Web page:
I realize that these are lessons we have learned through experience,  and obviously my friend has had at least one and possibly many experiences where women proved to be untrustworthy.  I have had many experiences where men said they'd do something, then never carried through, leaving me disappointed.

But a funny thing happened.  The friend who doesn't trust women promised to fix something for me.  And he did, in a timely fashion, no less.  So it seems that some men can be trusted not to disappoint, to carry through on their word. 

I am working on adjusting my assumptions about men disappointing me.  I hope my friend has some positive experiences so he can adjust his thinking about women being untrustworthy.

How do you need to adjust your thinking about the opposite sex?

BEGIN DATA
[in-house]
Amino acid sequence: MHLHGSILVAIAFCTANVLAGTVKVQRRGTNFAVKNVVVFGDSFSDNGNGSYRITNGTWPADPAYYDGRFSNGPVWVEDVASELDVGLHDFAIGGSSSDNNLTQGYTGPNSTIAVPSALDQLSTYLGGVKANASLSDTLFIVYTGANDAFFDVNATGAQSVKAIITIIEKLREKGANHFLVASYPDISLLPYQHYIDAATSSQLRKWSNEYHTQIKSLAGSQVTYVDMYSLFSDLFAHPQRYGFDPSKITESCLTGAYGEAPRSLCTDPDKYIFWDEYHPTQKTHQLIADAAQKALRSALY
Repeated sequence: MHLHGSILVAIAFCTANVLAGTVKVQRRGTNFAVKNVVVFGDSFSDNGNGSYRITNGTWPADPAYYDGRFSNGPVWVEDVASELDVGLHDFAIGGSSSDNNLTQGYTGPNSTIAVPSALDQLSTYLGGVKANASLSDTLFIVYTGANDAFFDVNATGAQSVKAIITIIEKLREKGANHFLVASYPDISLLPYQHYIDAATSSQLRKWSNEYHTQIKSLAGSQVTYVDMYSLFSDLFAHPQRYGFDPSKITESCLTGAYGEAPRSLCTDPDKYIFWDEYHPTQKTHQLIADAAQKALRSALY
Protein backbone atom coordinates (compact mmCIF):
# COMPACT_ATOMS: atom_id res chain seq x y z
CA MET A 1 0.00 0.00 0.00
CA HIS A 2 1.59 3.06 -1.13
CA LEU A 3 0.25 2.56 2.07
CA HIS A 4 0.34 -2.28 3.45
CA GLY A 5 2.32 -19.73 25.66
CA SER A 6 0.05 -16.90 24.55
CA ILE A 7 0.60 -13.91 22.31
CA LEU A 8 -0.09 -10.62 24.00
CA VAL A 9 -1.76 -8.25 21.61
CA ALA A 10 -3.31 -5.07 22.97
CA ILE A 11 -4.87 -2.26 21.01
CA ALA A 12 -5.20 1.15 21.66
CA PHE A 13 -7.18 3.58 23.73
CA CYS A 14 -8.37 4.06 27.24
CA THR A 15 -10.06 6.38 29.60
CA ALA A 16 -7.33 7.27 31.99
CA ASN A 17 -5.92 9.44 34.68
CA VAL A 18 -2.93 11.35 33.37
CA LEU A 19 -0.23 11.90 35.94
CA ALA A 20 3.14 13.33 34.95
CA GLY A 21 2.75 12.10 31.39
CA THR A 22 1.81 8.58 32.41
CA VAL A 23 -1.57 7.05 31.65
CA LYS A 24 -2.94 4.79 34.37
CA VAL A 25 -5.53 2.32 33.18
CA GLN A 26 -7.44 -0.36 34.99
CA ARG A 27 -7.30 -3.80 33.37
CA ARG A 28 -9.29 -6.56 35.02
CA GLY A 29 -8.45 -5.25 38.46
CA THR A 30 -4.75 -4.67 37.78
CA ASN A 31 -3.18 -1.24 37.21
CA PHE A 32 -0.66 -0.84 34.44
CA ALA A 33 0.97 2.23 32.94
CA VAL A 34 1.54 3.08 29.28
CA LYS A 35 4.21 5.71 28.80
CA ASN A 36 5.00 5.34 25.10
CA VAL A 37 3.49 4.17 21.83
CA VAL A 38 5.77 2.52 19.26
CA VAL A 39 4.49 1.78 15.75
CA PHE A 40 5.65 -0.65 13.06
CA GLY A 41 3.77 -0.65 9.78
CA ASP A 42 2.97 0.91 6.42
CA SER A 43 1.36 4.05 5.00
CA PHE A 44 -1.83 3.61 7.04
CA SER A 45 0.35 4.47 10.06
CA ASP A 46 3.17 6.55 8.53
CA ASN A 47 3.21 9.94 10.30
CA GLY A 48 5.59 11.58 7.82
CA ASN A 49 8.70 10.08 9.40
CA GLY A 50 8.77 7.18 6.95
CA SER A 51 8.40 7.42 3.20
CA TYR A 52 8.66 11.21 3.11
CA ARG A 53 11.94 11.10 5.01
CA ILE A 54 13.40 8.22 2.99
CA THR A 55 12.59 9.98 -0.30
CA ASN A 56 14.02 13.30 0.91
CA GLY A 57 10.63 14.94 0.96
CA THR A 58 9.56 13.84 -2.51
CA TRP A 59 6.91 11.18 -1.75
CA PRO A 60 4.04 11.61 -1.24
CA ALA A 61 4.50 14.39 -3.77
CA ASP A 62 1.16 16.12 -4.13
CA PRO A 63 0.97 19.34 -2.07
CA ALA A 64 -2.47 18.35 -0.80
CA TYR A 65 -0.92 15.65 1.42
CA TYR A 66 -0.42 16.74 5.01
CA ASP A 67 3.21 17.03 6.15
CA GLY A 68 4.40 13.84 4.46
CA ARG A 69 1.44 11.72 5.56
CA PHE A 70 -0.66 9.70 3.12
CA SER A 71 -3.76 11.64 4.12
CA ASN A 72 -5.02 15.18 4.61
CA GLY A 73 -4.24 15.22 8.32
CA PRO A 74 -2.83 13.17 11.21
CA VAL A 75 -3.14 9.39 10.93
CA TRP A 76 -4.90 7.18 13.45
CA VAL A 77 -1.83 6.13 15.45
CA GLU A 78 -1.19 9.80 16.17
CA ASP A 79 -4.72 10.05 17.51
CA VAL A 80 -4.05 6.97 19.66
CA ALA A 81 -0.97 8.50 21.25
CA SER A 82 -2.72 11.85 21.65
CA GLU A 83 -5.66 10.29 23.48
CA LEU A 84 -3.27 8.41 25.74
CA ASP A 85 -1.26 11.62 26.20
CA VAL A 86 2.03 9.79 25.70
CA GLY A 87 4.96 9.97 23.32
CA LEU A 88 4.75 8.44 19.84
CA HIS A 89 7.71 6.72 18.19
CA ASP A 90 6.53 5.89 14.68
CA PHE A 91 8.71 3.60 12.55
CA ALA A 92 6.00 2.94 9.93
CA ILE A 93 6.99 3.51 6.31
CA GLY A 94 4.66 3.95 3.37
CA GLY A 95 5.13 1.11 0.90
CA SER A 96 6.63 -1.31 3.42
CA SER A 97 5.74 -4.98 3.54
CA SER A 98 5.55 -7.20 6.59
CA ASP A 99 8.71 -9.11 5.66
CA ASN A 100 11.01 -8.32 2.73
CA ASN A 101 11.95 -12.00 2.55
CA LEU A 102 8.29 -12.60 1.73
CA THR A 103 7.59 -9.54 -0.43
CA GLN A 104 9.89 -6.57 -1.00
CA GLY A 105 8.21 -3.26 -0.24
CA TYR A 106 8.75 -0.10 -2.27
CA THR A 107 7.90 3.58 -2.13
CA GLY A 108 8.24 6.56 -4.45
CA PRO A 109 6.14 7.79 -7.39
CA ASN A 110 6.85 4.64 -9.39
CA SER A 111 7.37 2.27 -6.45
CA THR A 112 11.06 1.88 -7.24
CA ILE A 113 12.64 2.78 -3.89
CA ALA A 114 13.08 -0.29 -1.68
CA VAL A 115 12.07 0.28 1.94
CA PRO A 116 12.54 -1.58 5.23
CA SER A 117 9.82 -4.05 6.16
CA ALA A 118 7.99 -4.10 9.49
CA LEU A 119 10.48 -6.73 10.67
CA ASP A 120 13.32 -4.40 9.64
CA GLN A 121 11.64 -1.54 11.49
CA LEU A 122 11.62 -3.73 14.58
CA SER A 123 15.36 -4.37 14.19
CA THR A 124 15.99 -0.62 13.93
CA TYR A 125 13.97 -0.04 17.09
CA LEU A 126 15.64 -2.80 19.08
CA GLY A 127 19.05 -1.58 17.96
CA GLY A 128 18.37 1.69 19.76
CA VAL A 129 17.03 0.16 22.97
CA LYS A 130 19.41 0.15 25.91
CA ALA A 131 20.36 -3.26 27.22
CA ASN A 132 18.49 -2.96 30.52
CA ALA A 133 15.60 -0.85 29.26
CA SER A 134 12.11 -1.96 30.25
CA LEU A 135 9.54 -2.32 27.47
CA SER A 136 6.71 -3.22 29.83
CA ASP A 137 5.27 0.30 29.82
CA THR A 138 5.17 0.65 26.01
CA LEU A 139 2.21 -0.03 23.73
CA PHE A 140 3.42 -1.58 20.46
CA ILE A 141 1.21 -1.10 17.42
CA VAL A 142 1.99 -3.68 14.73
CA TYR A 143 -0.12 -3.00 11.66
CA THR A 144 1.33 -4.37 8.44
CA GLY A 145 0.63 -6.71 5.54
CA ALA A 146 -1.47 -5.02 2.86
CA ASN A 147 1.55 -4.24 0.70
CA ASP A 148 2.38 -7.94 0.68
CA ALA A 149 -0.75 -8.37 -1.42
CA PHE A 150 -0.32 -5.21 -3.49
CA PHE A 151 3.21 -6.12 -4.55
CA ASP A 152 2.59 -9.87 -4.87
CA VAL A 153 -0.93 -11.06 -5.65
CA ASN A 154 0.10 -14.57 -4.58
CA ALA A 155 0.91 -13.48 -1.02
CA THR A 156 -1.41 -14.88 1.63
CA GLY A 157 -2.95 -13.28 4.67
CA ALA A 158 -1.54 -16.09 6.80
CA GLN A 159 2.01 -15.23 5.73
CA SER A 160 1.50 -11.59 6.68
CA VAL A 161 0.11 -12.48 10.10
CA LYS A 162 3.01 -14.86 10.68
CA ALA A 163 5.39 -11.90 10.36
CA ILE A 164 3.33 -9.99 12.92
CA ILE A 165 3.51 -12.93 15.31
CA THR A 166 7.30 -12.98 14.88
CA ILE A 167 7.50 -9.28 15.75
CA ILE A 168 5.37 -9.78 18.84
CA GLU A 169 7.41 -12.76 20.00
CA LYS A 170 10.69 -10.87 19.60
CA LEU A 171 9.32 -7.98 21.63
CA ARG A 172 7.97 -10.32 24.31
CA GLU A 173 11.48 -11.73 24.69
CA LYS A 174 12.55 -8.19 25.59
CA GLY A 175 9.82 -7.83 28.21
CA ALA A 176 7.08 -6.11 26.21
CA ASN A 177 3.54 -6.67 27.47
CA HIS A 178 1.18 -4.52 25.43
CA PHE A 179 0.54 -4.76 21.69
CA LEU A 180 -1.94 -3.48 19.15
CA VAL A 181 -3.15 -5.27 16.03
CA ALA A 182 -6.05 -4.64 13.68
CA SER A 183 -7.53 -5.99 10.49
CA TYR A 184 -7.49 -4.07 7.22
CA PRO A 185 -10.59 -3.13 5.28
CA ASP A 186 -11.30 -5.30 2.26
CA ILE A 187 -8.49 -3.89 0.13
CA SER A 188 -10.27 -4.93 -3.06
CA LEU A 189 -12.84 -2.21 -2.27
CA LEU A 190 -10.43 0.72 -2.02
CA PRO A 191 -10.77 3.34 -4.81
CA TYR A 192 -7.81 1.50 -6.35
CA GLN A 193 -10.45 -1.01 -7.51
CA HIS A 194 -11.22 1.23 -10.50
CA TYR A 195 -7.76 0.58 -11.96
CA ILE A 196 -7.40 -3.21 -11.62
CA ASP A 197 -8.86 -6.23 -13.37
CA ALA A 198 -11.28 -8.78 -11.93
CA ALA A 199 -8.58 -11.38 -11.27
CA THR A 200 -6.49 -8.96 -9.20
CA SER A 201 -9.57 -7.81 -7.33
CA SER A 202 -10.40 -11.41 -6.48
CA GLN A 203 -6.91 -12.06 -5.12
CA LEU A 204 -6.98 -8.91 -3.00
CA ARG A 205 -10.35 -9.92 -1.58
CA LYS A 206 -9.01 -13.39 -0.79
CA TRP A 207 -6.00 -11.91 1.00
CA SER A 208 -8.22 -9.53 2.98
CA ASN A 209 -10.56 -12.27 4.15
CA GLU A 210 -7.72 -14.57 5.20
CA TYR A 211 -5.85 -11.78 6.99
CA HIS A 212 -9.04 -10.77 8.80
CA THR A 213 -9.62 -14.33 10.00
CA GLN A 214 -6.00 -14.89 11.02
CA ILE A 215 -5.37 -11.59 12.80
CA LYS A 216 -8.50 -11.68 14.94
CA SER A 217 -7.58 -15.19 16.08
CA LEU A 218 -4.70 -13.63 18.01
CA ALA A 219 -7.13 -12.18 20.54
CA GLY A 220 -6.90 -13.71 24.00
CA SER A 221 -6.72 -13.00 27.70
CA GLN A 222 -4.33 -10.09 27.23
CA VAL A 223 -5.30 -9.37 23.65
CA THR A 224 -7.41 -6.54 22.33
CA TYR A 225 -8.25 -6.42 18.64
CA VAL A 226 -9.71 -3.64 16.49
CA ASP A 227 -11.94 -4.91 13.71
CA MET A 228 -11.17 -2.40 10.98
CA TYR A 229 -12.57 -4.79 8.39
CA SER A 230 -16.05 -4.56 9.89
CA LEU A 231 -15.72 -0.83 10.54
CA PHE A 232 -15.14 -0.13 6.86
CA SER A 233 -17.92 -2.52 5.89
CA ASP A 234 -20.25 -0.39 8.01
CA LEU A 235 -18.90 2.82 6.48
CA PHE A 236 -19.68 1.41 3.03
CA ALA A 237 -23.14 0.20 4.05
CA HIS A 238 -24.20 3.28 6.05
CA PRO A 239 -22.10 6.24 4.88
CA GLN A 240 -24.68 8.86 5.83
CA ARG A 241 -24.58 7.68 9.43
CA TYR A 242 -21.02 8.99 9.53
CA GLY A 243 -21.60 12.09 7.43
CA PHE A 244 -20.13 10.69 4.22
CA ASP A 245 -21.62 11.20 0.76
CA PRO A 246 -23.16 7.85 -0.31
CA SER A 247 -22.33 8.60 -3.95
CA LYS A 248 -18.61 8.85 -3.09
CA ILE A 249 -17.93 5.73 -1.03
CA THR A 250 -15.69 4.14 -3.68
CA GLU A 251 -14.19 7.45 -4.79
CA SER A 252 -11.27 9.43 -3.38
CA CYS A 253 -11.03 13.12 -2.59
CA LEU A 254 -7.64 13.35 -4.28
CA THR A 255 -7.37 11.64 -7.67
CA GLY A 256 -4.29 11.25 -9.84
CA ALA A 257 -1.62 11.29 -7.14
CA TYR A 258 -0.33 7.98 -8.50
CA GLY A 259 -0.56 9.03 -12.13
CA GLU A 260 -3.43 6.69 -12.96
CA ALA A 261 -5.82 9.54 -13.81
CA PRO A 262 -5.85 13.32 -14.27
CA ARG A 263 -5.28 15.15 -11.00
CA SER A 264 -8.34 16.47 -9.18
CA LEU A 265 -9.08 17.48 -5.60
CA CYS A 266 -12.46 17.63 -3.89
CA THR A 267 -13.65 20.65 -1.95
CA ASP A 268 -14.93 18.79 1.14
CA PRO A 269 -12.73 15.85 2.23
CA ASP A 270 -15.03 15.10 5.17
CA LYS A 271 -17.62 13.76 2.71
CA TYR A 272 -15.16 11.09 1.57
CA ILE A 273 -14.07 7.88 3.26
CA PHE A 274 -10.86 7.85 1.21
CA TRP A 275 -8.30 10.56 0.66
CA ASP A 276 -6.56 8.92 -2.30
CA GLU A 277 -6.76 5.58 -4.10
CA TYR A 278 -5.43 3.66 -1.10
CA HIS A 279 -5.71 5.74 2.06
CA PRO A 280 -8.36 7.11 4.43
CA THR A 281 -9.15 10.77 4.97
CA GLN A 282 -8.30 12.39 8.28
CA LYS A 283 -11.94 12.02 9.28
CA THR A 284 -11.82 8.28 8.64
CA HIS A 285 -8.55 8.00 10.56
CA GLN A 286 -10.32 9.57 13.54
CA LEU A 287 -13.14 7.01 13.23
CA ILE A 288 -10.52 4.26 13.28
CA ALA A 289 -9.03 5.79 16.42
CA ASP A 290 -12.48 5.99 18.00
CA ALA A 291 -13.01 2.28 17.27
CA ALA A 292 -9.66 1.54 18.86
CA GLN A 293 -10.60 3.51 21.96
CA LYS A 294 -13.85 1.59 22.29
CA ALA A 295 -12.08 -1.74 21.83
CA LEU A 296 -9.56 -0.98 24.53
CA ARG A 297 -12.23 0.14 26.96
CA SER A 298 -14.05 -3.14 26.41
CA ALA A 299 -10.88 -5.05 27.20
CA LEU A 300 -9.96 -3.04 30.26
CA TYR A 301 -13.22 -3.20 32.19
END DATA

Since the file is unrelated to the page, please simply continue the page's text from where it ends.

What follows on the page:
Saturday, June 18, 2011

No Help Needed

Over the past few years, I have come to love and appreciate the Old Testament.  It is no longer the dry list of names and Sunday School stories that it used to be to me;  it is now the wonderful story of how God deals with His spoiled creation.  It is a very clear revelation of who He is and how powerful He is.  In essence, it's a portrait of God.

I love the people in the Old Testament because of how human they are.  Despite the fact that they lived thousands of years ago on the other side of the world from 21st century America,  they struggled with the same things that we struggle with today.

Take Sarai.  She was married to Abram (who was eventually renamed Abraham, at the same time as Sarai became Sarah).  They had no children.  But as recorded in Genesis 15, God made a promise to Abram that

"a son who is your own flesh and blood will be your heir.” He took him outside and said, “Look up at the sky and count the stars—if indeed you can count them.” Then he said to him, “So shall your offspring be.”  (Genesis 15:4-5)